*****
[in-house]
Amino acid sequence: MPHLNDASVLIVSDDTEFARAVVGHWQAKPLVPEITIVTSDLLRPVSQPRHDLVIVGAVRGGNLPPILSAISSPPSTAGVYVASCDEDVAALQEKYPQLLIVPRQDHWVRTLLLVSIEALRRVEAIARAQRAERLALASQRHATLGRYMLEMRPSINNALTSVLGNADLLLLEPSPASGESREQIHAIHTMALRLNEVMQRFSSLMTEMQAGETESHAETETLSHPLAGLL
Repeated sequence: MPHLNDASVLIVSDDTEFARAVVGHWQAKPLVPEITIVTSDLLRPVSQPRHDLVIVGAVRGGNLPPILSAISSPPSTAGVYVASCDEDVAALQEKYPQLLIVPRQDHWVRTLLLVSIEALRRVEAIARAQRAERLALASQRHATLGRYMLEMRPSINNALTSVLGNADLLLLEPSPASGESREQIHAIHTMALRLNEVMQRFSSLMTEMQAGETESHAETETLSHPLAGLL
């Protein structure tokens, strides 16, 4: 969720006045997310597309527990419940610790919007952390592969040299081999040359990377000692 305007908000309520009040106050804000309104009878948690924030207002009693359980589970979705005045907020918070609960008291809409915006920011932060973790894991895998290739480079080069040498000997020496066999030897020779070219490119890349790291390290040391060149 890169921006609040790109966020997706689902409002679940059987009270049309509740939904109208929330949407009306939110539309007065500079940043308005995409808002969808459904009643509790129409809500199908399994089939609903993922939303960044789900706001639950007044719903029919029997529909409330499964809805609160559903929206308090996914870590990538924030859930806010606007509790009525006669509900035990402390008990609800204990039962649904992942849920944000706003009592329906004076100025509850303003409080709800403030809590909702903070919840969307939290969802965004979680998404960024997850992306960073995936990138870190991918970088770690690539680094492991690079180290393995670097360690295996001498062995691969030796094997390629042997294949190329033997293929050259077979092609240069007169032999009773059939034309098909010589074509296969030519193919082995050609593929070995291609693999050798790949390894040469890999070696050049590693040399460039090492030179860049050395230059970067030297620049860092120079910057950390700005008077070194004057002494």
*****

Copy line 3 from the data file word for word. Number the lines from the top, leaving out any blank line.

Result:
Repeated sequence: MPHLNDASVLIVSDDTEFARAVVGHWQAKPLVPEITIVTSDLLRPVSQPRHDLVIVGAVRGGNLPPILSAISSPPSTAGVYVASCDEDVAALQEKYPQLLIVPRQDHWVRTLLLVSIEALRRVEAIARAQRAERLALASQRHATLGRYMLEMRPSINNALTSVLGNADLLLLEPSPASGESREQIHAIHTMALRLNEVMQRFSSLMTEMQAGETESHAETETLSHPLAGLL